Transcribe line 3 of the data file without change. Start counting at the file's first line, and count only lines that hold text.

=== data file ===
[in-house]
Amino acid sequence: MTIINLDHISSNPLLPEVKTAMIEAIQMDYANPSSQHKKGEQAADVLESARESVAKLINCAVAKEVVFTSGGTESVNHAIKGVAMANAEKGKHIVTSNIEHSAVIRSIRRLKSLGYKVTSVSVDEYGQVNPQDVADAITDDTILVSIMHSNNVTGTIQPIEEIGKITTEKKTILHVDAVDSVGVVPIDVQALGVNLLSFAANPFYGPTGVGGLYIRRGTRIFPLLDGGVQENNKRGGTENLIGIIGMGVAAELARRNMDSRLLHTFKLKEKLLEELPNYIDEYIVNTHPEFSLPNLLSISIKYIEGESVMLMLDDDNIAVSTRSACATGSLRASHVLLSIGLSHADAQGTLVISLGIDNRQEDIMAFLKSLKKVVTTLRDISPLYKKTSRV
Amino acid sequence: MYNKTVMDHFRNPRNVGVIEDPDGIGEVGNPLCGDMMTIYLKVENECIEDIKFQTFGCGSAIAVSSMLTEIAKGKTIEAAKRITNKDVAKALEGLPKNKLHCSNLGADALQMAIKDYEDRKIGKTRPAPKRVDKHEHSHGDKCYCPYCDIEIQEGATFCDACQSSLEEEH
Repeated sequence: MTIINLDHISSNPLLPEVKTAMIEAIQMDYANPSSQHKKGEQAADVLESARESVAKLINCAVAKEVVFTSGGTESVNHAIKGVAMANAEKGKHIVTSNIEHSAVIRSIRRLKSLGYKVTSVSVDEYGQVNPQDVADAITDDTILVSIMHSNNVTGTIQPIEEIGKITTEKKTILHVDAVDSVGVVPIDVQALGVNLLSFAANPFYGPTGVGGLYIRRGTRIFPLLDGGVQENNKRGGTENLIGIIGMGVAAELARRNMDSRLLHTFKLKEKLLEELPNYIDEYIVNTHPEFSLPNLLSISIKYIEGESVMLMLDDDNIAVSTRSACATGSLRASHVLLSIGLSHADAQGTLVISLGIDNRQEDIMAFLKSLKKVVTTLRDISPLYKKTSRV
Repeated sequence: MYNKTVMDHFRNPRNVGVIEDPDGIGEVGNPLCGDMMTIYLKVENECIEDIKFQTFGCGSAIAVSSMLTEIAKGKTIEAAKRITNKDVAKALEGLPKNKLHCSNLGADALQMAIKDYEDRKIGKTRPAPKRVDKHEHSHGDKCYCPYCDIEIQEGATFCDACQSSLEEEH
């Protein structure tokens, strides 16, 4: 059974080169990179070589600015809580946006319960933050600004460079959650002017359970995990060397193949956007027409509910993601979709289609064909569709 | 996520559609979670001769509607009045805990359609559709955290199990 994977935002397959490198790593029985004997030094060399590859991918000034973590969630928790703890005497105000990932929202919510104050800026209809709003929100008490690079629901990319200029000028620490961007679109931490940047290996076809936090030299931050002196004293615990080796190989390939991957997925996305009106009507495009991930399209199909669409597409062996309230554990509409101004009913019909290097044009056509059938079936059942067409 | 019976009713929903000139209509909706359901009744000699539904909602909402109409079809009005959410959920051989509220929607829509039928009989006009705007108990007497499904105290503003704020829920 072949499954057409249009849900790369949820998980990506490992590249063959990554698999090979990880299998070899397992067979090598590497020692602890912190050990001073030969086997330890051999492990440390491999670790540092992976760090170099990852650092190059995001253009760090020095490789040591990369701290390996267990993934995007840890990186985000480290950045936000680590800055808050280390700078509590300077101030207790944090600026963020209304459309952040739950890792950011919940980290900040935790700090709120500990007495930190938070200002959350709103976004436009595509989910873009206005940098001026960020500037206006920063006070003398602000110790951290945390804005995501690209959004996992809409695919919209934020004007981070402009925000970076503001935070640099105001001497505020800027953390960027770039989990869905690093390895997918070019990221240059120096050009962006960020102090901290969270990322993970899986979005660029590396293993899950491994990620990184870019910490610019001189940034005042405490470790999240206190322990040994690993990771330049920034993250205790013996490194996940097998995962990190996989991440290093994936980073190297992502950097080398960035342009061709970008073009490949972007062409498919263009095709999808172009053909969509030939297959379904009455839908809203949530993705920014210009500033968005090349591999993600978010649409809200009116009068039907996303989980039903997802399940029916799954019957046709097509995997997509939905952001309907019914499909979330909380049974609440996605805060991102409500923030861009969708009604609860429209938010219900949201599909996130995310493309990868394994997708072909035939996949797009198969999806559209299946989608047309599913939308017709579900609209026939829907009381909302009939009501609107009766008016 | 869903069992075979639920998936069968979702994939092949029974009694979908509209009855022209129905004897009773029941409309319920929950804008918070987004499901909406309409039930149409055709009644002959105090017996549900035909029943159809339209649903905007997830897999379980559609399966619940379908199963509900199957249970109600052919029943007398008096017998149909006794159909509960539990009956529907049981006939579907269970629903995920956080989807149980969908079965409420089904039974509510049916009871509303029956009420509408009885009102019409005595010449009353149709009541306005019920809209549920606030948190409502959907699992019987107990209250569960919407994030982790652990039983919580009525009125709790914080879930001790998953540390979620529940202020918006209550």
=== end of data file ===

Amino acid sequence: MYNKTVMDHFRNPRNVGVIEDPDGIGEVGNPLCGDMMTIYLKVENECIEDIKFQTFGCGSAIAVSSMLTEIAKGKTIEAAKRITNKDVAKALEGLPKNKLHCSNLGADALQMAIKDYEDRKIGKTRPAPKRVDKHEHSHGDKCYCPYCDIEIQEGATFCDACQSSLEEEH